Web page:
Bench along West Windermere Way

West Windermere Way

West Windermere Way Logo

This route takes you between Newby Bridge to Lakeside YMCA via Lakeside Ferry Terminal and Finsthwaite, OS Explorer Map OL7. Some sections of the route (4.5km) are suitable for many. Some sections of the route (1.5km) are suitable for some.

Route: 6km distance

Route Description

The West Windermere Way traces the rugged shores of Windermere and meanders among its quiet woodlands. At 6km this is one of our longer routes, with sections of Miles without Stiles that are for some or for many. We enjoy the variety of this trail, with landscapes that change at the turn of a corner. And by leaving the car behind you can enjoy some of the best countryside around Windermere. Read on for further details.

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Bikes on West Windermere Way

Miles Without Stiles Route 51

A 1.5km section of the West Windermere Way is an accessible Miles Without Stiles route - Miles Without Stiles 51.

Miles Without Stiles: Route 51

  • Interpretation Board along West Windermere Way

  • Cyclist and people sat on bench - West Windermere Way

  • Picnic Bench along West Windermere Way

  • Cycling along West Windermere Way

  • Bridge along West Windermere Way

  • Field of Walkers - West Windermere Way

  • Wheelchair user along West Windermere Way

  • Cafe West Windermere Way

  • Walker along West Windermere Way

Link with the bus stop at Newby Bridge, or Newby Bridge station halt and then join the route from the Swan Hotel. The trail leads away from the River Leven through wide open parkland where there is plenty of opportunity to relax and take in the fresh air. At the foot of Windermere there are striking views across the reed beds and woodland to Gummer’s How. In the evening, and if they are around, the local bats provide spectacular entertainment.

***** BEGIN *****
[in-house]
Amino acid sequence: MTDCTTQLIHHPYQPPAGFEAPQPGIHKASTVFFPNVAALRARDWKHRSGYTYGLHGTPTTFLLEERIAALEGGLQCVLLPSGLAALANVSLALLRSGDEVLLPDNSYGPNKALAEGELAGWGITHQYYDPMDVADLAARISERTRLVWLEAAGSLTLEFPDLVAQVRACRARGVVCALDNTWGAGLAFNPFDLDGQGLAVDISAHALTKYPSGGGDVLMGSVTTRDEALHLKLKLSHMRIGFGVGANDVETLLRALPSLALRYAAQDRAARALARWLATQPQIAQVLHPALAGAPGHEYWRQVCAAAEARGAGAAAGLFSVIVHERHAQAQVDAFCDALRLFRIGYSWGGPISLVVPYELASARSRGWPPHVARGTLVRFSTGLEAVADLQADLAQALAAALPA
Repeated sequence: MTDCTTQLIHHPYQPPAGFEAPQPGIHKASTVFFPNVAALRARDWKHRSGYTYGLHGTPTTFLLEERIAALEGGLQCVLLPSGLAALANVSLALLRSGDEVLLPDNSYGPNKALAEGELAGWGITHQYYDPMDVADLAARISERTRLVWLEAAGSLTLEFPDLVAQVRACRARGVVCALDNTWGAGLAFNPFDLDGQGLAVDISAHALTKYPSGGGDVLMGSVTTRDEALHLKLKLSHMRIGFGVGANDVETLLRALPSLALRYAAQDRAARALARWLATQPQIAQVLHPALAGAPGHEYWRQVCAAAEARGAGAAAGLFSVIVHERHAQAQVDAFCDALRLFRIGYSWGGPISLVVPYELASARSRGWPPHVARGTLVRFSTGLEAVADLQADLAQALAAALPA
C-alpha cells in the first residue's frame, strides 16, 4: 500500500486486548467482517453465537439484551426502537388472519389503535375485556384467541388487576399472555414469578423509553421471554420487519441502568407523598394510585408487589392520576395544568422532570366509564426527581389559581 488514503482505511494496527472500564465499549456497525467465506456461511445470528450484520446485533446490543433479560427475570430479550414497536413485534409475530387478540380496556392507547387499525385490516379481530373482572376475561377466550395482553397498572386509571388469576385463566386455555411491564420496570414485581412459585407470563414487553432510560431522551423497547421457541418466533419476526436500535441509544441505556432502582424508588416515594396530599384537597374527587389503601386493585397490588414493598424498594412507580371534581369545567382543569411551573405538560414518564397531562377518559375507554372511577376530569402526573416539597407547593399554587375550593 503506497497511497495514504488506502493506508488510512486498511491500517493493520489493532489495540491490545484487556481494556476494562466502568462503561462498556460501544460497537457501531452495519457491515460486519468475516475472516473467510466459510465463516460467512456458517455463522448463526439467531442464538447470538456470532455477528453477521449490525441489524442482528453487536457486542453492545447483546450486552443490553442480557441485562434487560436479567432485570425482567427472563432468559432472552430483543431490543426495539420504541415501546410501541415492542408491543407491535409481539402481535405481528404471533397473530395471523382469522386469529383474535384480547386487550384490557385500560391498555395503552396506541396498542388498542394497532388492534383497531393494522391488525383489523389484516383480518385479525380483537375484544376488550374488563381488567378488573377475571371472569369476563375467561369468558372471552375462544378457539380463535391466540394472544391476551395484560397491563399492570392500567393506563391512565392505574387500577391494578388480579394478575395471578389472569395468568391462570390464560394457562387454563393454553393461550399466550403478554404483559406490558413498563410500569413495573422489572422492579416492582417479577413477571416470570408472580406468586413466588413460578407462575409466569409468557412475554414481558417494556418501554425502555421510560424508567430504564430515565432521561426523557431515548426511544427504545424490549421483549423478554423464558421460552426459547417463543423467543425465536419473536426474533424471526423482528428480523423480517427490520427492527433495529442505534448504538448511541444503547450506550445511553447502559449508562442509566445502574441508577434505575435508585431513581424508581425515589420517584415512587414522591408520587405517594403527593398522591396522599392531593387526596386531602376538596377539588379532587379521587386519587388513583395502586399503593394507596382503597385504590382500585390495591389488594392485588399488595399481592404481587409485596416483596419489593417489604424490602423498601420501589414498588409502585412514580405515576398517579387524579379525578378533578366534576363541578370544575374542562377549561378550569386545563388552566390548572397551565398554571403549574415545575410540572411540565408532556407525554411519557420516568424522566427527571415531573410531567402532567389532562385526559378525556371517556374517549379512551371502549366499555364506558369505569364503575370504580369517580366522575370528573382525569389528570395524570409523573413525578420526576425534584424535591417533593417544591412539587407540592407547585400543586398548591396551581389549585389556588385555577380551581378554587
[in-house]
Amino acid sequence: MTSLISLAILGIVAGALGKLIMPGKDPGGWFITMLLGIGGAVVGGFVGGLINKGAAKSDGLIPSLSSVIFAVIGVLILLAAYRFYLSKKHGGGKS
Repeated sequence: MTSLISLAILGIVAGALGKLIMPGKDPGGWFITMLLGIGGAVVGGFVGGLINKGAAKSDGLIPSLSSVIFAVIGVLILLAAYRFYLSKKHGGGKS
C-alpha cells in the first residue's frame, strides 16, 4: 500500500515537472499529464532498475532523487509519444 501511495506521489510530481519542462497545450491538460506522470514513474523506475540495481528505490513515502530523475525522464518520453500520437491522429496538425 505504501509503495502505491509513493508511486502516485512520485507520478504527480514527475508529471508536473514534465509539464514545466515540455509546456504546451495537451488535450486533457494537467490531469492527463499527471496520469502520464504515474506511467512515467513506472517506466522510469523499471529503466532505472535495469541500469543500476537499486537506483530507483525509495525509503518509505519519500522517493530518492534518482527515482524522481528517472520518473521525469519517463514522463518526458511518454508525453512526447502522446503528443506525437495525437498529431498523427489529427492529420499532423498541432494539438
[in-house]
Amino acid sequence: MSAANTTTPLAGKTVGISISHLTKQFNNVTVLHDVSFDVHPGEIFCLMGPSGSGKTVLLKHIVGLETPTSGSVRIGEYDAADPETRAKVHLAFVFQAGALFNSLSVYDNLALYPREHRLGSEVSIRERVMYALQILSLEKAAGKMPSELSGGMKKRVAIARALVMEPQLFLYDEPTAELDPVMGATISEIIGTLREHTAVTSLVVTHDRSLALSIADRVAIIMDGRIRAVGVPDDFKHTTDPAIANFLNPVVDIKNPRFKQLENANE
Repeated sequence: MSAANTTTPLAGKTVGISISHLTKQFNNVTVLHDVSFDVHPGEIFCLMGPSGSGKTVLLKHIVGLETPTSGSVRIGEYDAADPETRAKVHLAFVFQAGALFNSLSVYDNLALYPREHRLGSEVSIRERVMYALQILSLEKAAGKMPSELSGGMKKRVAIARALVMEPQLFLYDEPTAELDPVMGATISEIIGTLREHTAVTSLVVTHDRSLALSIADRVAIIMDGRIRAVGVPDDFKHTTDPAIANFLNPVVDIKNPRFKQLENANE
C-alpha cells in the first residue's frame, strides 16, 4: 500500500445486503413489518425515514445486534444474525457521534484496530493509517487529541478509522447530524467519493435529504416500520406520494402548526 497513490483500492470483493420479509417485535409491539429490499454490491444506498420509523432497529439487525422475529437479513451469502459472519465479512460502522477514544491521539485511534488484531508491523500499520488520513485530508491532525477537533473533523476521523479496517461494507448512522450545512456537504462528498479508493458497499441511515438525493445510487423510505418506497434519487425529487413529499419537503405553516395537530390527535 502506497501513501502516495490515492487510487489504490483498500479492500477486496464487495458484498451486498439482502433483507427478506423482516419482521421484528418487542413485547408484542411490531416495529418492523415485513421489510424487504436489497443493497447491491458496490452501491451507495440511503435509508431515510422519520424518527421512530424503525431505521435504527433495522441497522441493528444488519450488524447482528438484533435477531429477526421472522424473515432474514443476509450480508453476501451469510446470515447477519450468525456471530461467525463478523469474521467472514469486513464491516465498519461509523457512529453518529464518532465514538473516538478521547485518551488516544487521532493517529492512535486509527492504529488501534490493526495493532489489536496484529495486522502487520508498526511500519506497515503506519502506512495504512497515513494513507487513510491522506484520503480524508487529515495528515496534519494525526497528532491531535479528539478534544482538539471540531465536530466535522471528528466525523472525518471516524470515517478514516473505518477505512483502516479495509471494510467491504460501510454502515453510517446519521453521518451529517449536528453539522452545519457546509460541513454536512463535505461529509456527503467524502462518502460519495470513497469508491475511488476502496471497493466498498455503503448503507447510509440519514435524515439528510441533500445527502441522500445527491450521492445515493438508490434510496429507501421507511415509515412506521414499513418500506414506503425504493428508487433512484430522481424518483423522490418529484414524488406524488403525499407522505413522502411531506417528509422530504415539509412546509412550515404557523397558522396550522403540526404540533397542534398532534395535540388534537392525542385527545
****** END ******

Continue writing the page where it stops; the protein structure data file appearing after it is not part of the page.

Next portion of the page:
All of the route can be used by walkers and some sections can also be used by horse riders and cyclists. Horse riders please note that the route alongside the railway approaching Lakeside is only for pedestrians and cyclists. To reach Lakeside, horse riders must follow the signs towards Landing Knott Wood and join the road there where you can explore other footpaths leading to Finsthwaite and Newby Bridge. Join these in Landing Knott Wood, across the road. The route picks up the Lakeside and Haverthwaite Railway, following it all the way to the busy Lakeside ferry terminal. You could also start the trail here (Start Point 2).